Dining on Ischia, A Gem of an Island off the Bay of Naples
July 25, 2014
Colle San Paolo in Umbria
January 28, 2014
Shopping in Amalfi
July 29, 2014
Italy Train Travel: Milan Central Station
October 12, 2014
The second largest "Grand Station" in Italy, Milan's Stazione Centrale is my personal favorite station for its elegance and convenience. Built in the late 1920's in Piazza Duca D'Aosta, the building's massive stone facades dominate the piazza. Inside, the architecture is an enchanting blend of Liberty and Art Deco styles with early Fascist nationalism present in the artistic themes of the statues, mosaics, and even the original stone signs on the wall, which include the nationalistic SPQR of early Fascism. Perhaps my favorite feature of the station are the soaring elegant iron canopies that cover the tracks.
The station occupies four floors. Ground transportation arrives and departs from Level 0, where you will also find the ticket office (biglietteria). The train tracks (binario) are located on Level 1, accessible by stairs or by escalators in the very center of the station. On the ground level there are numbered maps to the station listing all of the shops, dining, and services available, including a pharmacy, first aid, police station, and electronics stores. There are many fast food options and cafés bars, even a juice bar, and if you have more time try the Bistrot Centrale on Level 1. The Sky Lounge Bar, accessible from a metal staircase near the pharmacy, overlooks the binarios and has wifi.
The station is served by the Frecciarossa fast train lines, the Frecciabianca direct trains, and regional trains. When traveling on any ticket without a reserved seat you must stamp your ticket in the machines at the beginning of the tracks to validate it before entering the train. If you do not do this you are subject to a fine from the conductor of up to 50 euro. It's a good idea to position yourself along the tracks of your binario in advance of the train's arrival so you can board quickly. Train arrival and departure information is posted on screens throughout the station.
I travel the most frequently on the fast train lines served by the station. The frecciarossa fast train from Milan to Rome costs about 86 euro and takes a little over 3 hours.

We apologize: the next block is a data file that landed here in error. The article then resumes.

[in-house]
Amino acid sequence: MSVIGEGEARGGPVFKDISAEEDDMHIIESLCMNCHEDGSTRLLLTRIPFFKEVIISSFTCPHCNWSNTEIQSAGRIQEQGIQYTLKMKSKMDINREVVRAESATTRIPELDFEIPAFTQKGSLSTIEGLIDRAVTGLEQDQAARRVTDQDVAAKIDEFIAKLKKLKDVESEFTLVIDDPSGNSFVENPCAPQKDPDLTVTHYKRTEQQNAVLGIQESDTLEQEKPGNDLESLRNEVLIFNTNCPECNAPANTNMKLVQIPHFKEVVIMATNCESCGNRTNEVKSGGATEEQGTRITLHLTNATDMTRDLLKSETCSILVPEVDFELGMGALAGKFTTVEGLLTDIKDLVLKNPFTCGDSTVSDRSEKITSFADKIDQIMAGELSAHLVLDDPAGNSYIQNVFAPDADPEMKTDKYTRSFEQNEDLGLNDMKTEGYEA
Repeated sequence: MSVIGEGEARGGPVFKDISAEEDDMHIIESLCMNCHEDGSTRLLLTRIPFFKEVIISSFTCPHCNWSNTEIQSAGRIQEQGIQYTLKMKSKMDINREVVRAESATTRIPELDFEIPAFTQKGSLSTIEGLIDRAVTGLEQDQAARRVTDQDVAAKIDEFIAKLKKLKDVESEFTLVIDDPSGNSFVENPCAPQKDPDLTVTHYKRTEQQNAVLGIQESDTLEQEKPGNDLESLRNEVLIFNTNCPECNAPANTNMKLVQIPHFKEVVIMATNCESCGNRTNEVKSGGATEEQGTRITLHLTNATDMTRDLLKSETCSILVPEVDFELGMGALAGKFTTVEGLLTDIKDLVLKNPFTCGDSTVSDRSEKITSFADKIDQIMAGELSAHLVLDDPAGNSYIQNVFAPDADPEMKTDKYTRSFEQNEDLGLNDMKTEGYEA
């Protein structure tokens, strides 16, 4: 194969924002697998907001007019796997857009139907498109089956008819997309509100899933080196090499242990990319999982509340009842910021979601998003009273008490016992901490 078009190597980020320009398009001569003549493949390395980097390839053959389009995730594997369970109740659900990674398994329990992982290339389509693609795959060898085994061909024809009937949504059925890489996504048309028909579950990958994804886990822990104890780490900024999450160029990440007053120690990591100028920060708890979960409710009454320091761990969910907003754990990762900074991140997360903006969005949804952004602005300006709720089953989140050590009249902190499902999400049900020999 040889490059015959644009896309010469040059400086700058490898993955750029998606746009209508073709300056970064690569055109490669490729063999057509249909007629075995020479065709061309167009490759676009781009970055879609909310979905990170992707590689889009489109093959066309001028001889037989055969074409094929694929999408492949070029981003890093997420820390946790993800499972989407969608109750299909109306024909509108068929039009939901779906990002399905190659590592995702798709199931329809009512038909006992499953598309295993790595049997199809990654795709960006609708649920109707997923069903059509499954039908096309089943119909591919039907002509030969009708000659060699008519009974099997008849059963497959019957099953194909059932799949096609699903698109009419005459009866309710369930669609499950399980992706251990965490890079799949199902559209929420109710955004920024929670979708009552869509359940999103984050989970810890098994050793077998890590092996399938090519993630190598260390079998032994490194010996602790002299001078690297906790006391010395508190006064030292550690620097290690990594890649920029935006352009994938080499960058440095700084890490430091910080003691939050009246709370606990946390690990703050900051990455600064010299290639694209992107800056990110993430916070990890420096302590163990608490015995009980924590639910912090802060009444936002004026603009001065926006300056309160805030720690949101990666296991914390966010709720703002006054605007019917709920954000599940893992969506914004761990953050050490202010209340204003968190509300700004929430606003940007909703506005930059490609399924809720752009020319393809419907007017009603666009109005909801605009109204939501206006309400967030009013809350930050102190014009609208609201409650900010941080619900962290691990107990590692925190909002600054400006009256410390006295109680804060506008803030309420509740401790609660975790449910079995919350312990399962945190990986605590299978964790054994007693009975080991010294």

Fast trains are all reserved seating, so your ticket will indicate your carriage number (carozza) and also your seat. The position where you will enter the numbered train car is indicated along the frecciarossa binarios (14 and 15) with a red sign. I suggests that you also then confirm that you are entering the correct train car with the number listed on the door. If you need assistance, conductors waiting along the tracks can help you with any questions.
The frecciarossa cars have outlets for charging electronics. The overhead luggage compartments are larger than the frecciabianca and regional trains, but they are quite high and difficult to reach so putting luggage up there is difficult. I suggest packing very light with only carry on size bags if you have any train travel on your itinerary. If you have larger bags you will have to stow them in the luggage shelves at the end of the car. Bathrooms are located between the train cars. The frecciarossa trains are equipped with free wifi and serve light snacks and beverages.
Online tickets can be purchased from www.trenitalia.it, or you can purchase tickets at the station through the ticket office, the tourist office (useful if you need help in English), or the automatic ticket machines throughout the station.
For more information about Milan, traveling by train in Italy or any other travel-related questions, please contact us at firstname.lastname@example.org. Ciao!